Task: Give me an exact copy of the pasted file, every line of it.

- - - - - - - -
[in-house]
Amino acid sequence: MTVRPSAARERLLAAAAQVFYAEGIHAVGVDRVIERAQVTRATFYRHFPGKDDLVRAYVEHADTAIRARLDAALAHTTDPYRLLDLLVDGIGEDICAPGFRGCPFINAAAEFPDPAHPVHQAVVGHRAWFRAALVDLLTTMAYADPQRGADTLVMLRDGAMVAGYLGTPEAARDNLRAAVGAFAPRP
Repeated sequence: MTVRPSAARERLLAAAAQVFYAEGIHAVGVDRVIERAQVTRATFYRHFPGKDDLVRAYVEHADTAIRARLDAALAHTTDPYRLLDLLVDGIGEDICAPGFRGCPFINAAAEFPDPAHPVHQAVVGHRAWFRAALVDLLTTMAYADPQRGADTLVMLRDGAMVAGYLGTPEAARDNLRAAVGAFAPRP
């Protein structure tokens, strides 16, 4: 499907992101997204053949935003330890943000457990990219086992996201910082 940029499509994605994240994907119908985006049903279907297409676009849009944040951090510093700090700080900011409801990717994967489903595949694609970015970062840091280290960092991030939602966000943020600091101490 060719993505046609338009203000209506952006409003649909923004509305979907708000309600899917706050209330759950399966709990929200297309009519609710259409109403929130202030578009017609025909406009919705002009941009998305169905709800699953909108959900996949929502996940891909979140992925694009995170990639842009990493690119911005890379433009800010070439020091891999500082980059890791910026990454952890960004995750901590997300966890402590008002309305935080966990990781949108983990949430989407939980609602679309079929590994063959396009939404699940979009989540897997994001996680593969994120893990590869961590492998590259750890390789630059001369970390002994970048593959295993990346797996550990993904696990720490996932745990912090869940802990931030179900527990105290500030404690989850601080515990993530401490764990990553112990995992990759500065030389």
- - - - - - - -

[in-house]
Amino acid sequence: MTVRPSAARERLLAAAAQVFYAEGIHAVGVDRVIERAQVTRATFYRHFPGKDDLVRAYVEHADTAIRARLDAALAHTTDPYRLLDLLVDGIGEDICAPGFRGCPFINAAAEFPDPAHPVHQAVVGHRAWFRAALVDLLTTMAYADPQRGADTLVMLRDGAMVAGYLGTPEAARDNLRAAVGAFAPRP
Repeated sequence: MTVRPSAARERLLAAAAQVFYAEGIHAVGVDRVIERAQVTRATFYRHFPGKDDLVRAYVEHADTAIRARLDAALAHTTDPYRLLDLLVDGIGEDICAPGFRGCPFINAAAEFPDPAHPVHQAVVGHRAWFRAALVDLLTTMAYADPQRGADTLVMLRDGAMVAGYLGTPEAARDNLRAAVGAFAPRP
């Protein structure tokens, strides 16, 4: 499907992101997204053949935003330890943000457990990219086992996201910082 940029499509994605994240994907119908985006049903279907297409676009849009944040951090510093700090700080900011409801990717994967489903595949694609970015970062840091280290960092991030939602966000943020600091101490 060719993505046609338009203000209506952006409003649909923004509305979907708000309600899917706050209330759950399966709990929200297309009519609710259409109403929130202030578009017609025909406009919705002009941009998305169905709800699953909108959900996949929502996940891909979140992925694009995170990639842009990493690119911005890379433009800010070439020091891999500082980059890791910026990454952890960004995750901590997300966890402590008002309305935080966990990781949108983990949430989407939980609602679309079929590994063959396009939404699940979009989540897997994001996680593969994120893990590869961590492998590259750890390789630059001369970390002994970048593959295993990346797996550990993904696990720490996932745990912090869940802990931030179900527990105290500030404690989850601080515990993530401490764990990553112990995992990759500065030389």